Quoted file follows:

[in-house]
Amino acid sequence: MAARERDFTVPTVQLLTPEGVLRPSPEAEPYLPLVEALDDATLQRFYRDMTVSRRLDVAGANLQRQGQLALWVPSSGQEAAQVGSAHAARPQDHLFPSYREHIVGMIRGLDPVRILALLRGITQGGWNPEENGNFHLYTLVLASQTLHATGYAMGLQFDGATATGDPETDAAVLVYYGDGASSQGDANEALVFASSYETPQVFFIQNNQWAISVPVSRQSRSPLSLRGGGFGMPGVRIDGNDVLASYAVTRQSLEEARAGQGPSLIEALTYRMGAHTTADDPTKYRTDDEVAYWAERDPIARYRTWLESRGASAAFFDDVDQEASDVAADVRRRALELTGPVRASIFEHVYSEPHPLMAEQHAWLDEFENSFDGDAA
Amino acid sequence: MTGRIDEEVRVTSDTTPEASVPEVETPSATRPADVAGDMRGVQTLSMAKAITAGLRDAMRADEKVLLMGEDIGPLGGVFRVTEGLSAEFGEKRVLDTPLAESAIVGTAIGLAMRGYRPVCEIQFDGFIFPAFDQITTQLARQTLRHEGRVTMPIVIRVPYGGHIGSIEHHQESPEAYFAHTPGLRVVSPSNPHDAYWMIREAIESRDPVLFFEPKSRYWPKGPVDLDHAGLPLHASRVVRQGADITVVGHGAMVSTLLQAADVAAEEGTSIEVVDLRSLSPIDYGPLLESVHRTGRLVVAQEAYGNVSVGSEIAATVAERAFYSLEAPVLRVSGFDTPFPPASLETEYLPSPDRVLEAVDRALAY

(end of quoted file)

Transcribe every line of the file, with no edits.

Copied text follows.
[in-house]
Amino acid sequence: MAARERDFTVPTVQLLTPEGVLRPSPEAEPYLPLVEALDDATLQRFYRDMTVSRRLDVAGANLQRQGQLALWVPSSGQEAAQVGSAHAARPQDHLFPSYREHIVGMIRGLDPVRILALLRGITQGGWNPEENGNFHLYTLVLASQTLHATGYAMGLQFDGATATGDPETDAAVLVYYGDGASSQGDANEALVFASSYETPQVFFIQNNQWAISVPVSRQSRSPLSLRGGGFGMPGVRIDGNDVLASYAVTRQSLEEARAGQGPSLIEALTYRMGAHTTADDPTKYRTDDEVAYWAERDPIARYRTWLESRGASAAFFDDVDQEASDVAADVRRRALELTGPVRASIFEHVYSEPHPLMAEQHAWLDEFENSFDGDAA
Amino acid sequence: MTGRIDEEVRVTSDTTPEASVPEVETPSATRPADVAGDMRGVQTLSMAKAITAGLRDAMRADEKVLLMGEDIGPLGGVFRVTEGLSAEFGEKRVLDTPLAESAIVGTAIGLAMRGYRPVCEIQFDGFIFPAFDQITTQLARQTLRHEGRVTMPIVIRVPYGGHIGSIEHHQESPEAYFAHTPGLRVVSPSNPHDAYWMIREAIESRDPVLFFEPKSRYWPKGPVDLDHAGLPLHASRVVRQGADITVVGHGAMVSTLLQAADVAAEEGTSIEVVDLRSLSPIDYGPLLESVHRTGRLVVAQEAYGNVSVGSEIAATVAERAFYSLEAPVLRVSGFDTPFPPASLETEYLPSPDRVLEAVDRALAY